Buddhism’s lack of faith in any god, let alone Jehovah God and Jesus Christ, is due to its thinking that man can save himself. Of course, if man can save himself by his own right thinking and works, who needs God? And who needs Jesus Christ? In fact, Buddhism makes man God—thereby committing the great sin of unbelief and pride. Buddhism is idolatry.
As part of “right understanding,” Buddhism teaches regarding man that he has no soul. That man has a soul is declared to be a lie that Christians invented in their quest to escape suffering. Rather, man consists of five things: body, feeling, perception, disposition, and consciousness. These five things are united in one human being as long as that human is alive. At death, these five parts separate from each other, and reassemble with parts of other dead humans, to make another human—just as one might use different parts of five cars to make one car. This is the Buddhist view of reincarnation—quite different from the doctrine of reincarnation as taught by other religions. Because of this reincarnation, Buddhists teach that suffering is endless, apart from enlightenment.
Enlightenment, Buddhism’s conception of salvation, is the only thing that will make this suffering cease. This enlightenment is the end to suffering in this life. It does not change the objective facts of life, which include hunger, pain, sorrow, etc. But the enlightened one does not experience suffering on account of them. At death, the five parts of the enlightened person are not reincarnated, but cease to exist. Salvation consists of nothing more. It does not consist of covenantal communion with God. It is not enjoyed everlastingly. It is only the end of suffering and of existence.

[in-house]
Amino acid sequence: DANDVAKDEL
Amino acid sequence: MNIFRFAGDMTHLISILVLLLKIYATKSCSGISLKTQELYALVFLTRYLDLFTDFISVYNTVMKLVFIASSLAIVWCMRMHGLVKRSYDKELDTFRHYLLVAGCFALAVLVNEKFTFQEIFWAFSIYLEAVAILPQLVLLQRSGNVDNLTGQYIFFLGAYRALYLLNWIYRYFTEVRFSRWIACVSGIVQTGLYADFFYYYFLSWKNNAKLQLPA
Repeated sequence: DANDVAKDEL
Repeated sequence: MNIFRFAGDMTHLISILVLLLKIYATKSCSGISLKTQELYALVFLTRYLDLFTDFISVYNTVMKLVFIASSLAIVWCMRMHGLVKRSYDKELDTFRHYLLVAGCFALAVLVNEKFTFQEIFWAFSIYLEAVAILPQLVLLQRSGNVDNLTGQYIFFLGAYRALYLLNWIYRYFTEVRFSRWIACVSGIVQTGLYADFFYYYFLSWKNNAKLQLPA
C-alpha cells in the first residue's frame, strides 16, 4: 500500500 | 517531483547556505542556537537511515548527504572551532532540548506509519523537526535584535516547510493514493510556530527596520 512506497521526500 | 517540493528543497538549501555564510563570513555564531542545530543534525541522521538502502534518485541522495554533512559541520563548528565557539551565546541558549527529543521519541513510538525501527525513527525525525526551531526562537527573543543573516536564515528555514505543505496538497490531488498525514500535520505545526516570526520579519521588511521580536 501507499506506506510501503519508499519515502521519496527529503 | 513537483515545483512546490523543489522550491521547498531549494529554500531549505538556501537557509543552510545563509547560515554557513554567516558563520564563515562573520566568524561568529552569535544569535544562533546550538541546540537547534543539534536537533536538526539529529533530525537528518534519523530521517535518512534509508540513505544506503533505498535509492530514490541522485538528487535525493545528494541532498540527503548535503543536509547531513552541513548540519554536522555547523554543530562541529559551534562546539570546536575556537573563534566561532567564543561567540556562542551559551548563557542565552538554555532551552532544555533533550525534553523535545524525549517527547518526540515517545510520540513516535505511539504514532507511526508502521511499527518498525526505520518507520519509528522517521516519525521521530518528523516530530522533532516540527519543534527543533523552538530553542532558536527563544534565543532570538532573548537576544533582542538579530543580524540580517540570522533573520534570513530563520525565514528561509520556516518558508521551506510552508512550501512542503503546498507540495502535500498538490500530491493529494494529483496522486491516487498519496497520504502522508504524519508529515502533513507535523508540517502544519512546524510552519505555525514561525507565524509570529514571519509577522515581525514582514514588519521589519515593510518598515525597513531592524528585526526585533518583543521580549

While all branches of Buddhism seem to agree that the means to such enlightenment and “salvation” involves following the Middle Path, some branches teach that more is necessary. Theravada Buddhism requires one to renounce the world and become a monk. Zen Buddhism requires one to practice meditation regularly. Tibetan Buddhism requires, in addition to regular meditation, the use of mantras (chants by which one communicates with divine spirits), certain body gestures, the prayer wheel, and other techniques. In one branch of Buddhism, Amida Buddhism, this salvation is obtained through reliance on the Amida Buddha.
By contrast, Christianity, on the basis of Scripture, teaches that man consists of body and soul (Gen. 2:7), both of which are derived from one’s parents at conception and birth. Both body and soul are totally corrupted by sin, so that, apart from God’s saving grace, fallen man experiences only His wrath (even good material and earthly things are given in preparation for Him justly to destroy the ungodly, Ps. 73:3-20), and they are able only to sin more, bringing upon themselves, even more greatly the experience of His wrath (Rom. 3:10-18). Our life consists of suffering, but that suffering is due to sin.